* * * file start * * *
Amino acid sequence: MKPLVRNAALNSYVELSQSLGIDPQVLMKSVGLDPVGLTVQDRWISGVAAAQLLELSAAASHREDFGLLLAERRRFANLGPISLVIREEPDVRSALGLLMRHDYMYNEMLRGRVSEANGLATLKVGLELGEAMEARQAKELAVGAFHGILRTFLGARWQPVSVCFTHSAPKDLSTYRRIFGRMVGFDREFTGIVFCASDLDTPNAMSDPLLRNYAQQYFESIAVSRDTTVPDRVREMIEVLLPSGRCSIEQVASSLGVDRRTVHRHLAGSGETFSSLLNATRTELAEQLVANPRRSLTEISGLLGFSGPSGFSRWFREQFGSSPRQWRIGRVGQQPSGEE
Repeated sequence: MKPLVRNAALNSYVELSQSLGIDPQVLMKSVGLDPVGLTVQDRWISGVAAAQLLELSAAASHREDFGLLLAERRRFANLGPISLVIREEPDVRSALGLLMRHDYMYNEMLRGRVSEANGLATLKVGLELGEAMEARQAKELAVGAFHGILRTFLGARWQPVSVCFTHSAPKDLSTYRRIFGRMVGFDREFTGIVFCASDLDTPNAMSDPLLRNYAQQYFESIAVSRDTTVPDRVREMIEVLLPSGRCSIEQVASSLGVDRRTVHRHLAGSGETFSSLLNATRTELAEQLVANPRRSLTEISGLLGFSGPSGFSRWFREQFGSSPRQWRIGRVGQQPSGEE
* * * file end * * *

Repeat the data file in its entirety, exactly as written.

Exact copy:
Amino acid sequence: MKPLVRNAALNSYVELSQSLGIDPQVLMKSVGLDPVGLTVQDRWISGVAAAQLLELSAAASHREDFGLLLAERRRFANLGPISLVIREEPDVRSALGLLMRHDYMYNEMLRGRVSEANGLATLKVGLELGEAMEARQAKELAVGAFHGILRTFLGARWQPVSVCFTHSAPKDLSTYRRIFGRMVGFDREFTGIVFCASDLDTPNAMSDPLLRNYAQQYFESIAVSRDTTVPDRVREMIEVLLPSGRCSIEQVASSLGVDRRTVHRHLAGSGETFSSLLNATRTELAEQLVANPRRSLTEISGLLGFSGPSGFSRWFREQFGSSPRQWRIGRVGQQPSGEE
Repeated sequence: MKPLVRNAALNSYVELSQSLGIDPQVLMKSVGLDPVGLTVQDRWISGVAAAQLLELSAAASHREDFGLLLAERRRFANLGPISLVIREEPDVRSALGLLMRHDYMYNEMLRGRVSEANGLATLKVGLELGEAMEARQAKELAVGAFHGILRTFLGARWQPVSVCFTHSAPKDLSTYRRIFGRMVGFDREFTGIVFCASDLDTPNAMSDPLLRNYAQQYFESIAVSRDTTVPDRVREMIEVLLPSGRCSIEQVASSLGVDRRTVHRHLAGSGETFSSLLNATRTELAEQLVANPRRSLTEISGLLGFSGPSGFSRWFREQFGSSPRQWRIGRVGQQPSGEE